The evil girlfriend (Elise Richards) also happens to be as hot as satan shooting a fireball into stream of lava (although Skippy’s object of desire, Lisa Orgolini, is no slouch either), with some amazing eyebrows to boot. This is Elise’s definitive role, and she also as a small part in Valet Girls (1987), and possibly W.A.S.P.’s video for "Love Machine" (and that’s the extent of her film career, unfortunately). I haven’t been able to verify it, but I think it’s her at the 2:07 mark, convincingly portraying a slutty nurse. So, as if she wasn’t marriage worthy enough already, she rips her nurse outfit off in a W.A.S.P. video (allegedly). Lord all mighty. Speaking of which, every single nurse that show up in a rock video (or in a porno) is a total slut. You never see helpful nurses curing ailments with medication. Part of the big rock n’ roll fantasy is that sexy time with a nurse will cure any ailment known to man, whether common cold or bone marrow cancer.
Gene Simmons has a cameo as the local radio DJ, and, more amusingly, Ozzy Osbourne is featured as a preacher that goes on television to complain about the evil of rock lyrics, “rock pornography” as they call it. At one point, he shows up on T.V. ans starts bitching in front of zombie Sammi Curr, so Sammi sticks his finger through the T.V. and wipes away the image, while Ozzy screams in pain. Apart from the hilarious irony of Ozzy ranting against evil rock lyrics (and the general hilarity of Ozzy speaking about anything, for that matter), there’s the out of left field way that he is dispatched. Most of us don’t have the power to destroy idiot blowhards like that through a television, but we can still smack them over the head with a hard rockin’ record, maybe Yes’ Yessongs LP. I know, it’s not exactly heavy metal, but it’s a 3 record set with a gatefold sleeve, and therefore, heavier in the sense of the physical damage it can cause.
Most awesome of all is the Halloween concert at Skippy’s high school, where dead Sammi Curr returns to rock the shit out of the gym. The crowd is into it instead of being horrified, just as with Rocktober Blood. Heavy metal crowds don’t get nervous when dead people start playing a set, they just assume it to be all part of the show (it’s some kind of zombie spectacle). Sammi struts and pirouettes his way through the song “Trick or Treat” (fitting, I know), his “moves” impressing with athleticism and vague homosexual overtones. He then picks up his guitar to squeal out a solo, and starts shooting lasers at the crowd. The students are still rocking along for a small while, until they realize that these are in fact real guitar lasers and not merely the cosmetic variety. However, when some dude headbanging in the front row gets zapped and turned to dust, another guy behind him, wearing a skull mask, doesn’t run for his life. Instead, he sees this as an opportunity to finally get right up to the stage, and rushes forward pumping his devil horns. I guess the threat of being annihilated is all part of the fun.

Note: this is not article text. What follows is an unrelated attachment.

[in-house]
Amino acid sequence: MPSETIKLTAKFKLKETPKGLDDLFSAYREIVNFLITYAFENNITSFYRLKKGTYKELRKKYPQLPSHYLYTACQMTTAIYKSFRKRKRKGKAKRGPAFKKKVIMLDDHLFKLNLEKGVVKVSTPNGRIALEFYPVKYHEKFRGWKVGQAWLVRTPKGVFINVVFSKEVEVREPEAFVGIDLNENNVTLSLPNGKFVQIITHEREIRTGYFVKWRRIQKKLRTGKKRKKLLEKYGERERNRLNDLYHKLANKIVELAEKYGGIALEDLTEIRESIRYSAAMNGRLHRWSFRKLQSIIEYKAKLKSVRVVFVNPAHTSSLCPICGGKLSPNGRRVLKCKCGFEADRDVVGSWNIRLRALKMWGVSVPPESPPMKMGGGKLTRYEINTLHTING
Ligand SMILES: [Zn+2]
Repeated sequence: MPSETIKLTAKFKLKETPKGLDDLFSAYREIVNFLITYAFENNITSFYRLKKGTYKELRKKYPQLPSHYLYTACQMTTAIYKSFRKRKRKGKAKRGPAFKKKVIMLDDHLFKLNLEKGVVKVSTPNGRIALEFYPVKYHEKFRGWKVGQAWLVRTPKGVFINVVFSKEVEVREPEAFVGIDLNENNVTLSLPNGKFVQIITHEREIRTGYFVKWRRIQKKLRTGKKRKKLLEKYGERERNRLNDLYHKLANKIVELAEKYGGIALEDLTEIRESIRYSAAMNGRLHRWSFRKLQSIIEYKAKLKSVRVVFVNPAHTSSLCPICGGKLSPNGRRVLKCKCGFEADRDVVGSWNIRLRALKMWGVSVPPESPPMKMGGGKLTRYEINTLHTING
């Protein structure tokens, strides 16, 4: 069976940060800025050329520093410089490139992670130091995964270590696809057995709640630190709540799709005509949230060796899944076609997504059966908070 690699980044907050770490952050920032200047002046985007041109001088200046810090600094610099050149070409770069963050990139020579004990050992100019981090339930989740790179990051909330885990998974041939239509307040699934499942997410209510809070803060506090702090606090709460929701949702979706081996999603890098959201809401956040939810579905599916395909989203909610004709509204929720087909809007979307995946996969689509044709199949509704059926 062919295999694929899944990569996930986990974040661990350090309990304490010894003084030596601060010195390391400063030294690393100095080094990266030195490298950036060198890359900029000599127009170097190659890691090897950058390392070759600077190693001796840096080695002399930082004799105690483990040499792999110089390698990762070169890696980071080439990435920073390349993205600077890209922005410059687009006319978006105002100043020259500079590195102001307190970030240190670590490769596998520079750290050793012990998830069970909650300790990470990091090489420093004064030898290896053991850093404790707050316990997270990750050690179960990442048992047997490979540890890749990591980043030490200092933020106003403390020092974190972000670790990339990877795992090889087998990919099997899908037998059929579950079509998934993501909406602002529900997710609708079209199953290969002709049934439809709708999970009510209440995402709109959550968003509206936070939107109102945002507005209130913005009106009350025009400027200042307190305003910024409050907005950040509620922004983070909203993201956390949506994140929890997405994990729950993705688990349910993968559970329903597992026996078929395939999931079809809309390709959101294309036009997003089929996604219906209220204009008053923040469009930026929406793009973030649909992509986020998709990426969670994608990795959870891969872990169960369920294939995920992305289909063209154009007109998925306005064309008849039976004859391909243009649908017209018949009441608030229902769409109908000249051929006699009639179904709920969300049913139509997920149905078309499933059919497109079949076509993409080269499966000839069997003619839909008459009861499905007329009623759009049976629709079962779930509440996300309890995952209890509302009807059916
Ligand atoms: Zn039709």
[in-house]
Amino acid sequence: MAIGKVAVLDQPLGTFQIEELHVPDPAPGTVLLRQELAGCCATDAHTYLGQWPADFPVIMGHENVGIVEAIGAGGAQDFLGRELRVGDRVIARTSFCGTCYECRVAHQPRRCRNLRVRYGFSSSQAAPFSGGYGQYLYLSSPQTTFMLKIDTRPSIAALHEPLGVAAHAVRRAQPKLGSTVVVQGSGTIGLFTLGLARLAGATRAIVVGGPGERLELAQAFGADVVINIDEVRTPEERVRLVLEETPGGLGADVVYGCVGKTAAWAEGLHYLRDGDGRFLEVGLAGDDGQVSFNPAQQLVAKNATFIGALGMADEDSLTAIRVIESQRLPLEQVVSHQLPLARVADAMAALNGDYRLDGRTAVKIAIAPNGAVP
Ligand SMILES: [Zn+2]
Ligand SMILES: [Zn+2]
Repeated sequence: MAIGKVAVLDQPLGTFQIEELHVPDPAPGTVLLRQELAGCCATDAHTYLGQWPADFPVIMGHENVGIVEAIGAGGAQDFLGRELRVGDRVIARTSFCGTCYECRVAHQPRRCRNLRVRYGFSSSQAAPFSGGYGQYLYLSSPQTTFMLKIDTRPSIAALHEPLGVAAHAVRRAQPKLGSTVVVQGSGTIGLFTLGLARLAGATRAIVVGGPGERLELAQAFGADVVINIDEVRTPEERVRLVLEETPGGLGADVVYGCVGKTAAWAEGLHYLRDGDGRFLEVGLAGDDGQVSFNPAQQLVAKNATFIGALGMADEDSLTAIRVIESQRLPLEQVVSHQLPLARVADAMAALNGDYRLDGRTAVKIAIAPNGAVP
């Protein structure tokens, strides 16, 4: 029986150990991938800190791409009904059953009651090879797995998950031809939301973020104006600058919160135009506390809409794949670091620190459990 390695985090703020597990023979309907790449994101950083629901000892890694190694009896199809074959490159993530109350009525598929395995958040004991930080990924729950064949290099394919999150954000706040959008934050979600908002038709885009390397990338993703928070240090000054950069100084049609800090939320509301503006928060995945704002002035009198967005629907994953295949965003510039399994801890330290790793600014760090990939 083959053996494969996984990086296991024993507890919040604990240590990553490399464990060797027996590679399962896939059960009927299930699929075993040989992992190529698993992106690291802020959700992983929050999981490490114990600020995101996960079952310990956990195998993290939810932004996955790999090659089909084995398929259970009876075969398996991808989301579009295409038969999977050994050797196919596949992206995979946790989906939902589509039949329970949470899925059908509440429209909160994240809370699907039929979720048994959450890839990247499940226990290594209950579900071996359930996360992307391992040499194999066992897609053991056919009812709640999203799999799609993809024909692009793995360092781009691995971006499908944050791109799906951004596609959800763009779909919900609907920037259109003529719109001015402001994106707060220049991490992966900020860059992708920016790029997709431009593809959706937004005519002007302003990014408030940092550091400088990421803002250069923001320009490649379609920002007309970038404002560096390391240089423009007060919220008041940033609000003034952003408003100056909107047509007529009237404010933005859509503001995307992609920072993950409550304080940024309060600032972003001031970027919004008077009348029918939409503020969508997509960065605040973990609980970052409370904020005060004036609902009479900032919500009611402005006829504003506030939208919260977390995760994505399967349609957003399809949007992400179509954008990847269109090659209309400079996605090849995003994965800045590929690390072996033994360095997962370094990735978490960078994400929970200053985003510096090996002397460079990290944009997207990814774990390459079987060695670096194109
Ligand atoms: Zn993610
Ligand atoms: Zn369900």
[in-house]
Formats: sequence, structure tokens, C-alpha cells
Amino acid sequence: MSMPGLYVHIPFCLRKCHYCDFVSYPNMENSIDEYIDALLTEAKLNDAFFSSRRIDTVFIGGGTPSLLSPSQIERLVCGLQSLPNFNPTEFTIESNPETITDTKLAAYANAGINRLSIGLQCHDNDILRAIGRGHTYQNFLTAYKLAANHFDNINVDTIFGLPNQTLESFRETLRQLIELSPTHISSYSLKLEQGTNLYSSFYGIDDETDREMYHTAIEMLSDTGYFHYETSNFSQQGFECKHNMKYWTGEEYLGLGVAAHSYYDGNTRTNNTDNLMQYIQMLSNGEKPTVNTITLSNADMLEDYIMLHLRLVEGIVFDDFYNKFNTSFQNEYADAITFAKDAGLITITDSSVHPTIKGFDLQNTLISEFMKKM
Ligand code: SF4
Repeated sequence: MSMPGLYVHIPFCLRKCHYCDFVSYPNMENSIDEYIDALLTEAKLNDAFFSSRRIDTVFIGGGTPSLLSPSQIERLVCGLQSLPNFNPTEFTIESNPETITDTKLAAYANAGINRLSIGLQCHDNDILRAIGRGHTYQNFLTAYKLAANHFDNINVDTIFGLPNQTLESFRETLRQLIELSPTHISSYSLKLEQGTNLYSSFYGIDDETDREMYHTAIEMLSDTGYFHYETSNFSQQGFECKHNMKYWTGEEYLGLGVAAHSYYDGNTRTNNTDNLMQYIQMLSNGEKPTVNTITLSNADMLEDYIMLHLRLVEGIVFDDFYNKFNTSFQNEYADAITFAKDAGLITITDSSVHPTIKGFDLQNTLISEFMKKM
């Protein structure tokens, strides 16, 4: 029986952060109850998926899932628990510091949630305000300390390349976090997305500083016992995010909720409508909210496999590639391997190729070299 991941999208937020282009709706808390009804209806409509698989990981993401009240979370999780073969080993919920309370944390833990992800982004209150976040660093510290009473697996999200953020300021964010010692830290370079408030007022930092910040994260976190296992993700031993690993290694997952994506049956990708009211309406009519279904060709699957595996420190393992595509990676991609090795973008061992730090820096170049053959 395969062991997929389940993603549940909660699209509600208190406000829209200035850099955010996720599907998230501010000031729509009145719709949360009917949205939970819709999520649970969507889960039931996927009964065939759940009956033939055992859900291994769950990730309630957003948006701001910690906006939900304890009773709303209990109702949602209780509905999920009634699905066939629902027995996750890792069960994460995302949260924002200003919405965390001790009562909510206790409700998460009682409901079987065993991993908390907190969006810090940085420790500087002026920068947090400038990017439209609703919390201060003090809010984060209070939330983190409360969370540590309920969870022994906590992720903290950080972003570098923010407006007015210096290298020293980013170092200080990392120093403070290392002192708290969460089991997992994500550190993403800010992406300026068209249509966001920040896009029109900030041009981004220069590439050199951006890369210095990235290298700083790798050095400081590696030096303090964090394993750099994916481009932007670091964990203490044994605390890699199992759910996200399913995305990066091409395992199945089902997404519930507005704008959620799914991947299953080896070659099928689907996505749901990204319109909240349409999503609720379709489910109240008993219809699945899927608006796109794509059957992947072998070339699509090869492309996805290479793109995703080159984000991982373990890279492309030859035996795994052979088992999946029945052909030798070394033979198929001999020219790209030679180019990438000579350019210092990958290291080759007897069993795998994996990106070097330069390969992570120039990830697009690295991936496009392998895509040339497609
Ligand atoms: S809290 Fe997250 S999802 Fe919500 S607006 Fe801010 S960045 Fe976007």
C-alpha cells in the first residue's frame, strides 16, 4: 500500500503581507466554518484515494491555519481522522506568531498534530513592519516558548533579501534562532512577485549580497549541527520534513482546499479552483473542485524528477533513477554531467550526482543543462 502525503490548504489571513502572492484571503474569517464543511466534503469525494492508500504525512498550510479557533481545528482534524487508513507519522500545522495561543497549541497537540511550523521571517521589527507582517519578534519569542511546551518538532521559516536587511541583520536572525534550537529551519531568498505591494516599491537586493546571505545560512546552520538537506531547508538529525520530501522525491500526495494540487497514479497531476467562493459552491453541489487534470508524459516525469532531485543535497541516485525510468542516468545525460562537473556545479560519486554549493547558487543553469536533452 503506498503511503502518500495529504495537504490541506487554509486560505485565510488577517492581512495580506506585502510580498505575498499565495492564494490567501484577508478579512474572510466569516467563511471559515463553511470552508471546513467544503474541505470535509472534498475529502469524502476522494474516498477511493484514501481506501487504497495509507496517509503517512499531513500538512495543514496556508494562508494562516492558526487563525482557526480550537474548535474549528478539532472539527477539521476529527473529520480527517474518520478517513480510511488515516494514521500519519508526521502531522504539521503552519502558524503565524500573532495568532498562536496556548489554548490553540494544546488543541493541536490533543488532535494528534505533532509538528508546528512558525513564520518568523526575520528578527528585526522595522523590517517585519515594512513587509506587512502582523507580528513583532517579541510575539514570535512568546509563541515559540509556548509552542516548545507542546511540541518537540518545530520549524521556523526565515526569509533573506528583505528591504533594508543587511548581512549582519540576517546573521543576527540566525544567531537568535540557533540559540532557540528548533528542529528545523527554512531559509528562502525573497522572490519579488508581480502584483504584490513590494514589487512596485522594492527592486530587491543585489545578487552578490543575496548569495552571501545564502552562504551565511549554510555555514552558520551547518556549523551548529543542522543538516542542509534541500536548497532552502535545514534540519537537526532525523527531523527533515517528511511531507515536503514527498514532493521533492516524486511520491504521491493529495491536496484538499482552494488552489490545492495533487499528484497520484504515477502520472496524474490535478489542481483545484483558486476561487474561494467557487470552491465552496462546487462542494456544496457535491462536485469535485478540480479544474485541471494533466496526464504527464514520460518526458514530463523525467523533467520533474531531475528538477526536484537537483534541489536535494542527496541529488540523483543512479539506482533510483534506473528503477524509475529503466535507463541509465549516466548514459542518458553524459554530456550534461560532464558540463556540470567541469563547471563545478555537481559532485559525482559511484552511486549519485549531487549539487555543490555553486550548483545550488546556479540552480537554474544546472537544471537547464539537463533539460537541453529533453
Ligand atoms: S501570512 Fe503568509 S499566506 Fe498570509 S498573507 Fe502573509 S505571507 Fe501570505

This scene is clearly in the mode of Carrie, another great film about a high school outcast unleashing a destructive maelstrom against those that hath wronged them. One such victim in this case happens to be Charles Martin Smith, Toad from American Graffiti, who also happens to be the director (he’s the teacher that wears the Groucho glasses as a Halloween costume). One gets the impression that Mr. Smith knew what it was liked to be picked on in high school (like a less gay version of Rob Halford, I guess), and was more interested in the nerd angle of the story than creating a shock horror film. Although an odd choice on the surface, he seems to really understand this “nerd against the world” dynamic, and how heavy metal (at least in the 80’s) speaks to it’s audience through fantasy. Many parents, church groups, and retard politicians assumed that heavy metal lyrics told stories that represented the reality of the fans, demonology and strippers and what have you. If they would only employ some intellectual honesty, and open their heart to a film like Trick or Treat, they might actually learn that even seemingly idiotic art is still a human means of coping with reality.